A year after Dantewada UAVs prove a dud for forces
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Last Updated: Wednesday, April 06, 2011, 19:08
  
Raipur: The Unmanned Aerial Vehicles (UAVs) which were roped in by security forces to snoop on Naxals in the aftermath of the Dantewada ambush which left 76 policemen dead a year ago have proved to be a dud, unable to track down the extremists who hide in the thick jungles.

Various security agencies have been trying different variants of UAVs over naxal affected areas, dotted by thick foliage, to track the movement of the ultras but have failed to get the desired intelligence.

"After the April six ambush in Chhattisgarh last year, where 75 CRPF personnel and a state policeman were killed, various security agencies flew variants of UAVs at Kanker and some other places in the state. But they (UAVs) have proved to be a dud till now," a senior official involved in the exercise said.

The UAVs were expected to provide the security forces with images and signals on movement of naxals and a good knowledge of the terrain depicting water bodies and populated areas but have not been able to penetrate the forest cover.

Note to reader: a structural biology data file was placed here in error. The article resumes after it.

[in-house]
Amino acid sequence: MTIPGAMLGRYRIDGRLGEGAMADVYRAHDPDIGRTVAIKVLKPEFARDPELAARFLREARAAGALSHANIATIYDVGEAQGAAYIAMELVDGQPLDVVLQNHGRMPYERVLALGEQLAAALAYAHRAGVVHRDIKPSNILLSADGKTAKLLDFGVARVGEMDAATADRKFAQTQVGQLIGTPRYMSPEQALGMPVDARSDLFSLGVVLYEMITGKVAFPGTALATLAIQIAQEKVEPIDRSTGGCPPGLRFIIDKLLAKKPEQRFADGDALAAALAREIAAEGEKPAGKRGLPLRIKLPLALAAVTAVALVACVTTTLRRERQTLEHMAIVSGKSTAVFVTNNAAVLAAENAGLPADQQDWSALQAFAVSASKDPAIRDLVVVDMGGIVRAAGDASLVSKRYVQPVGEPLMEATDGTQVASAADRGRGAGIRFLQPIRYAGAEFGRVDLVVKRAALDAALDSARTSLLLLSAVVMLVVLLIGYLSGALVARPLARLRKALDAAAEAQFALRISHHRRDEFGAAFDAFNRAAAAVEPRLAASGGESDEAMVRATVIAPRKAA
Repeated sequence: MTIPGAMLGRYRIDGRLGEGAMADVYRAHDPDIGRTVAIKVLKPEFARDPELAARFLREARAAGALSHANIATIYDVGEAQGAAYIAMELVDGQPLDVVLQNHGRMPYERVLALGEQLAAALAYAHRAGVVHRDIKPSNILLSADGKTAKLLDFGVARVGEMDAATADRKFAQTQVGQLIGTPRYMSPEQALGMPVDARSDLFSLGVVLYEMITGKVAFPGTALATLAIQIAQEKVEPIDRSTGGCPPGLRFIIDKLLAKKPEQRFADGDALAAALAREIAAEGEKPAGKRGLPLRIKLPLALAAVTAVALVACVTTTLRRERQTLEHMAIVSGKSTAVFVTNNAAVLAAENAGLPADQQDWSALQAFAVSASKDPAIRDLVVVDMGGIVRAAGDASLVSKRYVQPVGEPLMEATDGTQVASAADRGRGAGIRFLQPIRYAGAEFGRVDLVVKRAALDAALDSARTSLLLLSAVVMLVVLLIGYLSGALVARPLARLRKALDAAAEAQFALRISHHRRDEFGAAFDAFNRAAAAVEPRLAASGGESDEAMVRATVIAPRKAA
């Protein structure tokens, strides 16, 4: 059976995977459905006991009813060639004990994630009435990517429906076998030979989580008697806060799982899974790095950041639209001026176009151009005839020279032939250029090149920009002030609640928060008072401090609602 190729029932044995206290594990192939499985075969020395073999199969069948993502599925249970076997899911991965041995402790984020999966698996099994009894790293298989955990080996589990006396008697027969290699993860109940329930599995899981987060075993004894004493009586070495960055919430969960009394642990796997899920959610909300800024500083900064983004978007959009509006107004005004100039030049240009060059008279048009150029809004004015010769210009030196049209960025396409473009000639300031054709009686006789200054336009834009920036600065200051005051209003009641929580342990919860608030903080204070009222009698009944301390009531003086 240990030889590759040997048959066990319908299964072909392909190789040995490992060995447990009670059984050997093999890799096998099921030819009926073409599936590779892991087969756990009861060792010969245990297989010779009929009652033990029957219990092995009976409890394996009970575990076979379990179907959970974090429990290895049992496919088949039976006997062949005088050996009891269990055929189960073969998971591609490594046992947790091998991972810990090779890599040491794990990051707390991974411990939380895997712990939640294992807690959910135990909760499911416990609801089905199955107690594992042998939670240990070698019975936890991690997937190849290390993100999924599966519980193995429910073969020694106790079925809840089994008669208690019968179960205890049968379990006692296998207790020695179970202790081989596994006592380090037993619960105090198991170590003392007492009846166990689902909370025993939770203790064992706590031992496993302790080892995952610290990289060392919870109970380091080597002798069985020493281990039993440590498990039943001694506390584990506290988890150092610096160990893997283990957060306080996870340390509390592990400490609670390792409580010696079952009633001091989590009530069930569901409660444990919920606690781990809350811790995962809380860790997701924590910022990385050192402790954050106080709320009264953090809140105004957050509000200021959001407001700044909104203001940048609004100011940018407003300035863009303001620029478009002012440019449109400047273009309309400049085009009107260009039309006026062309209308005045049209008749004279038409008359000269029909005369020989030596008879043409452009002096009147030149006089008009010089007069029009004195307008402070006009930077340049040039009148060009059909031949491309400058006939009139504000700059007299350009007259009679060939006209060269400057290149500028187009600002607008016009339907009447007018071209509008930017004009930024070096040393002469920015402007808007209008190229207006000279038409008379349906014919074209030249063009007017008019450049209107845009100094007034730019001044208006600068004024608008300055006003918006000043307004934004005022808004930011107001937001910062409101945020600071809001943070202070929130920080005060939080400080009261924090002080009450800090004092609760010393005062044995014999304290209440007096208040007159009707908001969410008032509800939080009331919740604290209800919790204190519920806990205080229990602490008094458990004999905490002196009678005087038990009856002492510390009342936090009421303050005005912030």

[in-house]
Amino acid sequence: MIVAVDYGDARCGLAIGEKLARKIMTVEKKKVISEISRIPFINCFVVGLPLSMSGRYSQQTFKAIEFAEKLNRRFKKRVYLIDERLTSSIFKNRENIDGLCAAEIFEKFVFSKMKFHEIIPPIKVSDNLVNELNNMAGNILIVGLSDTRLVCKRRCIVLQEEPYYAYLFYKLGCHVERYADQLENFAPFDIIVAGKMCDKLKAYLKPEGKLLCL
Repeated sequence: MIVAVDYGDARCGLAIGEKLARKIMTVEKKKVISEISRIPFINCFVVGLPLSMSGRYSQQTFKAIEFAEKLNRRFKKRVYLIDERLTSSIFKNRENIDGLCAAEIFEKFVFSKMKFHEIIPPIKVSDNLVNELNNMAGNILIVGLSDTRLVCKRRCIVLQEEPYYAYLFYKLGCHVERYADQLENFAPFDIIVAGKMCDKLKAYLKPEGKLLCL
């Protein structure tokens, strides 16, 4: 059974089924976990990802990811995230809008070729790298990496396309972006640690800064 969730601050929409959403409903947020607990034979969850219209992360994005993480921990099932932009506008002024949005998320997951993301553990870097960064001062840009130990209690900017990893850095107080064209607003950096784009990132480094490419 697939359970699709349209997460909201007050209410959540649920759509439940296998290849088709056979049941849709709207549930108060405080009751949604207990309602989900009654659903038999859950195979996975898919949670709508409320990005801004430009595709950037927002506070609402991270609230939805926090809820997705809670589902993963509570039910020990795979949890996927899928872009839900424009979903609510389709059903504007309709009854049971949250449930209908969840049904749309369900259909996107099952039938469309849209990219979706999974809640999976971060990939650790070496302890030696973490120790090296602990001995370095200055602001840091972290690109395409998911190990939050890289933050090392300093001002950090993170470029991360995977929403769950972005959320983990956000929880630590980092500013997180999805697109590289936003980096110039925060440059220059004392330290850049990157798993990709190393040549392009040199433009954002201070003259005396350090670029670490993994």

With intelligence gathering being a difficult job in naxal affected areas, the aim to fly UAVs was to obtain help in gathering advanced reconnaissance and situational awareness functions, which are critical for use by security personnel while planning their operations.

However, the Central Reserve Police Force (CRPF), which is the main central paramilitary with almost 65 battalions (65000 personnel) deployed in anti-naxal operations, has now begun to use satellite imagery of these areas at certain filed locations and at the operations control room at its headquarters in Delhi, the official said.

Sources said that the central security agencies are also taking help from army experts in the UAV methodology. The Centre has deployed ITBP and BSF apart from the CRPF for anti-naxal operations in thee affected states along with the state police forces and other special units.

PTI


First Published: Wednesday, April 06, 2011, 19:08


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